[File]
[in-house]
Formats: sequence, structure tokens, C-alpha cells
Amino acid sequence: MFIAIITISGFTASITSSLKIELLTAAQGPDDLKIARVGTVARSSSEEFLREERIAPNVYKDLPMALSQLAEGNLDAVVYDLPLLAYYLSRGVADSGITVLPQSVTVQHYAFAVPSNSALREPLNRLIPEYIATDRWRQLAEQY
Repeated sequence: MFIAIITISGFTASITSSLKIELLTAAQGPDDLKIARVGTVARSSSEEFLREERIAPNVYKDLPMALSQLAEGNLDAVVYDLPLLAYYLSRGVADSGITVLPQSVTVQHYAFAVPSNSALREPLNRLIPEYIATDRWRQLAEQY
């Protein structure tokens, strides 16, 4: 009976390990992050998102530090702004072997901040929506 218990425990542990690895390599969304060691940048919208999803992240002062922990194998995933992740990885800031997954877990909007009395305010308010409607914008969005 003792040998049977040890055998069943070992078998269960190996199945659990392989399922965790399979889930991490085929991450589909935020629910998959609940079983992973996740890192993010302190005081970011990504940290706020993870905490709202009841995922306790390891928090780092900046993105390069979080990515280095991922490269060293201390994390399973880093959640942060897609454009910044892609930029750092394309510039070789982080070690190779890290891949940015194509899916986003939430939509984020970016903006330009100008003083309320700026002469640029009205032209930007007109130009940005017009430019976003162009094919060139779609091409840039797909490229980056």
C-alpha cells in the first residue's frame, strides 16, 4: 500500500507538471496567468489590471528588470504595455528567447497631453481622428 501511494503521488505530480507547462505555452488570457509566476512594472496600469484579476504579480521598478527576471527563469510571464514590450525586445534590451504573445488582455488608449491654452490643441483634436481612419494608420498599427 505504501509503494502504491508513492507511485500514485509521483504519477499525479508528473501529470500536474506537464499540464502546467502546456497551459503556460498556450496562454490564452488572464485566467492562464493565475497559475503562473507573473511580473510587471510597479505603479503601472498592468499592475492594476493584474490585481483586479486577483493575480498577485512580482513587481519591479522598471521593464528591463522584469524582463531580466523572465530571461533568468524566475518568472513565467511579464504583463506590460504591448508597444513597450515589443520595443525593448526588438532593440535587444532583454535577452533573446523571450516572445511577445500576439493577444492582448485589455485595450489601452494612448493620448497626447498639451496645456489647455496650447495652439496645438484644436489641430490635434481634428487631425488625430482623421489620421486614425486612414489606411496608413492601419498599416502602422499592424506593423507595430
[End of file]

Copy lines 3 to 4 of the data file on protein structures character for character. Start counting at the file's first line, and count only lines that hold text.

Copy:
Amino acid sequence: MFIAIITISGFTASITSSLKIELLTAAQGPDDLKIARVGTVARSSSEEFLREERIAPNVYKDLPMALSQLAEGNLDAVVYDLPLLAYYLSRGVADSGITVLPQSVTVQHYAFAVPSNSALREPLNRLIPEYIATDRWRQLAEQY
Repeated sequence: MFIAIITISGFTASITSSLKIELLTAAQGPDDLKIARVGTVARSSSEEFLREERIAPNVYKDLPMALSQLAEGNLDAVVYDLPLLAYYLSRGVADSGITVLPQSVTVQHYAFAVPSNSALREPLNRLIPEYIATDRWRQLAEQY